Saracens hooker Jamie George is the club’s first England player who has publicly committed his future to the disgraced Premiership champions.
The Allianz Park-based club will be relegated from the Premiership in June as punishment for repeated breaches of salary cap regulations amid calls for them to be stripped of their titles.
Although details have yet to be finalised, George intends to remain at the club for next season’s campaign in the Championship despite the potential impact on his international prospects.
Saracens, England and the Lions view the time spent in the second tier of English rugby as a form of sabbatical, but George insists there is an element of the unknown in the months ahead.
“I want to stay at the club and I want to be part of the transition. That’s the plan,” said George.
“We are 80 or 90 per cent of the way to knowing what’s going on, but there are still a few bits to work out.
“I guess in a way we as players feel a responsibility to pay back what the club have given us.
“These are all very important times and we’ve got to make sure that we give everything we can back to them.
“As international players, we are doing stuff that’s not been done before – we’ll give that a go!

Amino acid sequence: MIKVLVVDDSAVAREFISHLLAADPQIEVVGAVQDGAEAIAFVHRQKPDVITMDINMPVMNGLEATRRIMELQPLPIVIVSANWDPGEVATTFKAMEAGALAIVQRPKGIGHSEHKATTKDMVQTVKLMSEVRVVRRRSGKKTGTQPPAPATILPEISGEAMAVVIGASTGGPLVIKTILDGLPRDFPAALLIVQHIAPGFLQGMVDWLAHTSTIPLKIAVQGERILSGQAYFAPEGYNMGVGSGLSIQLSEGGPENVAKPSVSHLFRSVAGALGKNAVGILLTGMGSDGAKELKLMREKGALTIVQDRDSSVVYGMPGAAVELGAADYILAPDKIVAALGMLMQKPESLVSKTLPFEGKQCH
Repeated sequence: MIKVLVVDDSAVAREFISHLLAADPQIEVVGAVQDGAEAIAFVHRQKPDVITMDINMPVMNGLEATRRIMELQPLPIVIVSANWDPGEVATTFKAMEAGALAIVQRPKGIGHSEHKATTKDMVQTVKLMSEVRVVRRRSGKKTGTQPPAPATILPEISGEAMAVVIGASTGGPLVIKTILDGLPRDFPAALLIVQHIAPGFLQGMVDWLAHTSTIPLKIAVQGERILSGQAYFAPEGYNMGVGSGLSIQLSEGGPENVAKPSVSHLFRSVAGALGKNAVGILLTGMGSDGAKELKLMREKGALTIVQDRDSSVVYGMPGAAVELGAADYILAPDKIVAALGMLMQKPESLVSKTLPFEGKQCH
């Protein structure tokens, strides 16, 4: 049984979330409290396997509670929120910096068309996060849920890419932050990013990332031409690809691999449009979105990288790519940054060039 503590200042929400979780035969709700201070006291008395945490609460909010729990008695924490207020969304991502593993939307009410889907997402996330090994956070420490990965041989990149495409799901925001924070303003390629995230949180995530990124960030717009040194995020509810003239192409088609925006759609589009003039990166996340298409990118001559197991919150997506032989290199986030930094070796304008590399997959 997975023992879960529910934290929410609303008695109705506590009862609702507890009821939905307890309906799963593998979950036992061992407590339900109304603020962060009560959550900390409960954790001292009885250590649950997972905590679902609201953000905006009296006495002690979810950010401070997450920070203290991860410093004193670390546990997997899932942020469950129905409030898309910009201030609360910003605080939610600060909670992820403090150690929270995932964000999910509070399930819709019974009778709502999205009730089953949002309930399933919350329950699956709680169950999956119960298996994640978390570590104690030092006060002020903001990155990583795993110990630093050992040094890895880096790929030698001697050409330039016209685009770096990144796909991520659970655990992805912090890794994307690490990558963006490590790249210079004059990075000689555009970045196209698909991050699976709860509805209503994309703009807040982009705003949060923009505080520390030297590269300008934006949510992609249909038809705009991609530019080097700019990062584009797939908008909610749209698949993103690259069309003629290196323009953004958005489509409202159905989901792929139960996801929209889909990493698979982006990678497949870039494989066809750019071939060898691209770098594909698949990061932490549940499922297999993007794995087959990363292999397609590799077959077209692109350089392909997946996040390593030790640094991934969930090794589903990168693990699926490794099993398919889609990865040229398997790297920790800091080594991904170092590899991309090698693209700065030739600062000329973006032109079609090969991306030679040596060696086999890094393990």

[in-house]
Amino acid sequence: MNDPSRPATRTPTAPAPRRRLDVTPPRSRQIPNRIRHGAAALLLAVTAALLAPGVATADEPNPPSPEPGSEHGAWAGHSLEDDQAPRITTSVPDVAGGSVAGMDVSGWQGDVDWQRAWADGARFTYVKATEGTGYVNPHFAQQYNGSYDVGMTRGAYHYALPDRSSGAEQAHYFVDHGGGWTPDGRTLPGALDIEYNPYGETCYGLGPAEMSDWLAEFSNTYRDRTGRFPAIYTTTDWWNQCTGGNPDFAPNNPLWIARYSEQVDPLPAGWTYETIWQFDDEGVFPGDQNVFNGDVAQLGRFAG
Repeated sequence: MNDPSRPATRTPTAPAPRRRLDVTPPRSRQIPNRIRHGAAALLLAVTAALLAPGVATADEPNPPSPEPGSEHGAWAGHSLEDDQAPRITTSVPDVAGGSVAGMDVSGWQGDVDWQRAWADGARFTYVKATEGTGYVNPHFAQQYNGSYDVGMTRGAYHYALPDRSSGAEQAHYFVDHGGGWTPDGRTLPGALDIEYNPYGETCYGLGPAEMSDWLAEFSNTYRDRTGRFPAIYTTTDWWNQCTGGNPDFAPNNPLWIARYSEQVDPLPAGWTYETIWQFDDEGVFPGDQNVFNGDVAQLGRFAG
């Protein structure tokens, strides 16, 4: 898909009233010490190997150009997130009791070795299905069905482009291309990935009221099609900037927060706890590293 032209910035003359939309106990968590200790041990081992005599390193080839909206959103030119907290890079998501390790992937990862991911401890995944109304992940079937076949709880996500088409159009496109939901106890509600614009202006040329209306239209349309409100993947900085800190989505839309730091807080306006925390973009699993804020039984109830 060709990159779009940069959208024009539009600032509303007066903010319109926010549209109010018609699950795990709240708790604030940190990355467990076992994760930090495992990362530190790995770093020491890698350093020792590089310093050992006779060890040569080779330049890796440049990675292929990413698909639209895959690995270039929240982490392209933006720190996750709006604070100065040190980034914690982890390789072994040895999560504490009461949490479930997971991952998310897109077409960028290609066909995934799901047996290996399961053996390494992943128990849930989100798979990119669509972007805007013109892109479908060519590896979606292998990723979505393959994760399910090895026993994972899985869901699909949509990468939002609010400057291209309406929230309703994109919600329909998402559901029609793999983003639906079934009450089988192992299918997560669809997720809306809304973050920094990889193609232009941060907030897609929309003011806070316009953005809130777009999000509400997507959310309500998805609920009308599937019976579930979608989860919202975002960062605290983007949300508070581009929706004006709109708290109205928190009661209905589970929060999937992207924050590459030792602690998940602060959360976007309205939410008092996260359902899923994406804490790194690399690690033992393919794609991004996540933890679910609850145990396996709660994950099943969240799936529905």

“I love the club, I’m committed to the club and next season might be an opportunity to rest a little bit more as you don’t really get that at this stage of your career.”
The investigation into their figures for 2016/17, 2017/18 and 2018/19 is highly critical of their conduct, resulting in an apology from former chairman Nigel Wray.
Wray had entered into property investments with a number of players – which he said totalled four – claiming that investment is not salary. The investigation disagreed, however.
🗣️ "It was completely separate to the rugby for me." #GallagherPrem
— Planet Rugby (@PlanetRugby) January 28, 2020
Although Saracens’ players have been exonerated of blame, the question has been asked whether they had ever been suspicious of how so many household names had been assembled in one squad.
“Genuinely, hand on heart, I have never even thought what anyone else would be on,” added George.
“Money isn’t a factor for me at all. It’s great that we earn money doing what we love, but at the same time I grew up going to Vicarage Road with my old man. Playing for Saracens was everything. And that’s still how I feel now.
“I never wondered. We all came through at the same time and the club just seemed to be evolving and obviously then things got out of hand in the background and the accounts didn’t add up.
“That’s probably stupid from me, but it is also not my responsibility. But I genuinely didn’t think about it.”
When asked if he felt let down by Saracens’ hierarchy, George said: “It’s difficult. They have shown a huge amount of loyalty to me and remorse in terms of what they have done and that is appreciated.
“It’s right that the players don’t take the responsibility. Saracens have been very open and honest to us and the frustration for us is the times where legally they can’t tell us what is going on. But I don’t feel let down.
“The things and opportunities that Nigel Wray has given to me as a person from the age of 17… he has invested so much time into me and love so I will be forever grateful for that.”